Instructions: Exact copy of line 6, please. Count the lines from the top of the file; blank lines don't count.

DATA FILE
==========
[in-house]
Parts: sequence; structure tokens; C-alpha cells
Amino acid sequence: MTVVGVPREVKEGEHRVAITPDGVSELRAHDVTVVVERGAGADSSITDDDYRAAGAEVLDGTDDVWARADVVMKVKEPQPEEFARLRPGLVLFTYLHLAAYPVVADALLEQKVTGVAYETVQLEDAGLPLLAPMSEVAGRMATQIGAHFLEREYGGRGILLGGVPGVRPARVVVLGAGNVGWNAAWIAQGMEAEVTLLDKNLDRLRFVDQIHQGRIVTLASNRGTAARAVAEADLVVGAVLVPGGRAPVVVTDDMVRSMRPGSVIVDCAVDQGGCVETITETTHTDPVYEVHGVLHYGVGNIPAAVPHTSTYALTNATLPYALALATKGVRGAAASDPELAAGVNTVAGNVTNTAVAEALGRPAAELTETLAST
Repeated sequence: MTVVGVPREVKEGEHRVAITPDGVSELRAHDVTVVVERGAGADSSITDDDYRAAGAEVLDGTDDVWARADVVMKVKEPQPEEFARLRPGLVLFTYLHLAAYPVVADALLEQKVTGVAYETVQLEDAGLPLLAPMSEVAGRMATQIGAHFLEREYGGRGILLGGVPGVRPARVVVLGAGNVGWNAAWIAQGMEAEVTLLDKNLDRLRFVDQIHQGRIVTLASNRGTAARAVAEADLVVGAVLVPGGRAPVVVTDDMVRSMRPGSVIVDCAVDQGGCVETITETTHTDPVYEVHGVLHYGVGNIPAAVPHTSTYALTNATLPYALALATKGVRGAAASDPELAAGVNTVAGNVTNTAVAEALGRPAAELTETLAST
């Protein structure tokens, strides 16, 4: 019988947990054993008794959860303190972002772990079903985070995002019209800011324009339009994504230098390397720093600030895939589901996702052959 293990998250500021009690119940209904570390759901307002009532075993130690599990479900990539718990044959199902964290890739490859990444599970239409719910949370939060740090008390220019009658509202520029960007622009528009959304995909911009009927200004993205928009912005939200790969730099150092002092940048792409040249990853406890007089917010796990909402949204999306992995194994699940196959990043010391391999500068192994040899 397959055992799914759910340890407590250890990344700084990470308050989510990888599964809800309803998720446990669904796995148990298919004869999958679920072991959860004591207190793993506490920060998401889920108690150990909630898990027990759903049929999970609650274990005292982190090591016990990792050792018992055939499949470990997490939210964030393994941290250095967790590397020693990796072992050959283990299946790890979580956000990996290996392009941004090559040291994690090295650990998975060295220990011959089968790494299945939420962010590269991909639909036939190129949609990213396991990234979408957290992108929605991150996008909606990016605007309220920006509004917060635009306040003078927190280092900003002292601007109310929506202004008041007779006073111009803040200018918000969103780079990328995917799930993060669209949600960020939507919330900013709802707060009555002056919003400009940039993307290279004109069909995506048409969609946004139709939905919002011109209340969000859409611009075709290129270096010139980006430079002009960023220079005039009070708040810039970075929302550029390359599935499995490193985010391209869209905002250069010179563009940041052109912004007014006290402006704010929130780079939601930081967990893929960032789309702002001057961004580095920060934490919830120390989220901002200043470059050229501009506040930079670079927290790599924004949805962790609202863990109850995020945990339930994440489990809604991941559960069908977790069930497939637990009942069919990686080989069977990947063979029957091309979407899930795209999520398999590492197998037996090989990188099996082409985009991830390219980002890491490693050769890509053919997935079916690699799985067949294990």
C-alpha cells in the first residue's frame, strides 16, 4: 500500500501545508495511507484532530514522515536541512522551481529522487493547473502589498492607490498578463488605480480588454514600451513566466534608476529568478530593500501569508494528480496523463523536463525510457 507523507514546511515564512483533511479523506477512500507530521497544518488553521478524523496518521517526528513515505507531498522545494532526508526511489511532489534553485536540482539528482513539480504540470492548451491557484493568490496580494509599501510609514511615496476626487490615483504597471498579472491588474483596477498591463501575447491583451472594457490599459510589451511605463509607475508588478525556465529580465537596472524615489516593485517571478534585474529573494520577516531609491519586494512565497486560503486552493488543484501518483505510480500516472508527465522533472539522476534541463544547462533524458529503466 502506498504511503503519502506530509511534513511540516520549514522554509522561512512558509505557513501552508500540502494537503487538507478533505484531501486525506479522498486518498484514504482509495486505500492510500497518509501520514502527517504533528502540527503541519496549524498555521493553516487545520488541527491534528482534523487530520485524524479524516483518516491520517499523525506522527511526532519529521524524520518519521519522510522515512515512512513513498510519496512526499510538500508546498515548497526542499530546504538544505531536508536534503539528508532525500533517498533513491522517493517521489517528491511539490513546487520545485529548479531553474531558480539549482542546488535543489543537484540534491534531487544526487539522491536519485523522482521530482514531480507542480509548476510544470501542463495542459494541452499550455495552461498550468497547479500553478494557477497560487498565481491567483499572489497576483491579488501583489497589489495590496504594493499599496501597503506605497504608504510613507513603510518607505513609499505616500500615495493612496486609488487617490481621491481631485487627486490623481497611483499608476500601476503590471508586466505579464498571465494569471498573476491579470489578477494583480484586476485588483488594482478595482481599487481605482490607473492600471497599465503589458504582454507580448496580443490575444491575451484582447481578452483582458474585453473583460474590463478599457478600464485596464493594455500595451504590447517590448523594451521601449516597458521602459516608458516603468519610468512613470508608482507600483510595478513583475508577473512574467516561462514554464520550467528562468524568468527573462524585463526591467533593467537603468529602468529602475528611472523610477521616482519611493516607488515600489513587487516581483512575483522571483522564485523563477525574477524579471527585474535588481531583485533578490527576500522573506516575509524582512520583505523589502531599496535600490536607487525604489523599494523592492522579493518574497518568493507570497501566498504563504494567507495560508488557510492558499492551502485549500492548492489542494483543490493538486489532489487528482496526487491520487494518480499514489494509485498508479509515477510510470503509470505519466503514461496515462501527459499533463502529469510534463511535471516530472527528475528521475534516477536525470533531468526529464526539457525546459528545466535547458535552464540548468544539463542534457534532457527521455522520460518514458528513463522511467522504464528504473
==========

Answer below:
C-alpha cells in the first residue's frame, strides 16, 4: 500500500501545508495511507484532530514522515536541512522551481529522487493547473502589498492607490498578463488605480480588454514600451513566466534608476529568478530593500501569508494528480496523463523536463525510457 507523507514546511515564512483533511479523506477512500507530521497544518488553521478524523496518521517526528513515505507531498522545494532526508526511489511532489534553485536540482539528482513539480504540470492548451491557484493568490496580494509599501510609514511615496476626487490615483504597471498579472491588474483596477498591463501575447491583451472594457490599459510589451511605463509607475508588478525556465529580465537596472524615489516593485517571478534585474529573494520577516531609491519586494512565497486560503486552493488543484501518483505510480500516472508527465522533472539522476534541463544547462533524458529503466 502506498504511503503519502506530509511534513511540516520549514522554509522561512512558509505557513501552508500540502494537503487538507478533505484531501486525506479522498486518498484514504482509495486505500492510500497518509501520514502527517504533528502540527503541519496549524498555521493553516487545520488541527491534528482534523487530520485524524479524516483518516491520517499523525506522527511526532519529521524524520518519521519522510522515512515512512513513498510519496512526499510538500508546498515548497526542499530546504538544505531536508536534503539528508532525500533517498533513491522517493517521489517528491511539490513546487520545485529548479531553474531558480539549482542546488535543489543537484540534491534531487544526487539522491536519485523522482521530482514531480507542480509548476510544470501542463495542459494541452499550455495552461498550468497547479500553478494557477497560487498565481491567483499572489497576483491579488501583489497589489495590496504594493499599496501597503506605497504608504510613507513603510518607505513609499505616500500615495493612496486609488487617490481621491481631485487627486490623481497611483499608476500601476503590471508586466505579464498571465494569471498573476491579470489578477494583480484586476485588483488594482478595482481599487481605482490607473492600471497599465503589458504582454507580448496580443490575444491575451484582447481578452483582458474585453473583460474590463478599457478600464485596464493594455500595451504590447517590448523594451521601449516597458521602459516608458516603468519610468512613470508608482507600483510595478513583475508577473512574467516561462514554464520550467528562468524568468527573462524585463526591467533593467537603468529602468529602475528611472523610477521616482519611493516607488515600489513587487516581483512575483522571483522564485523563477525574477524579471527585474535588481531583485533578490527576500522573506516575509524582512520583505523589502531599496535600490536607487525604489523599494523592492522579493518574497518568493507570497501566498504563504494567507495560508488557510492558499492551502485549500492548492489542494483543490493538486489532489487528482496526487491520487494518480499514489494509485498508479509515477510510470503509470505519466503514461496515462501527459499533463502529469510534463511535471516530472527528475528521475534516477536525470533531468526529464526539457525546459528545466535547458535552464540548468544539463542534457534532457527521455522520460518514458528513463522511467522504464528504473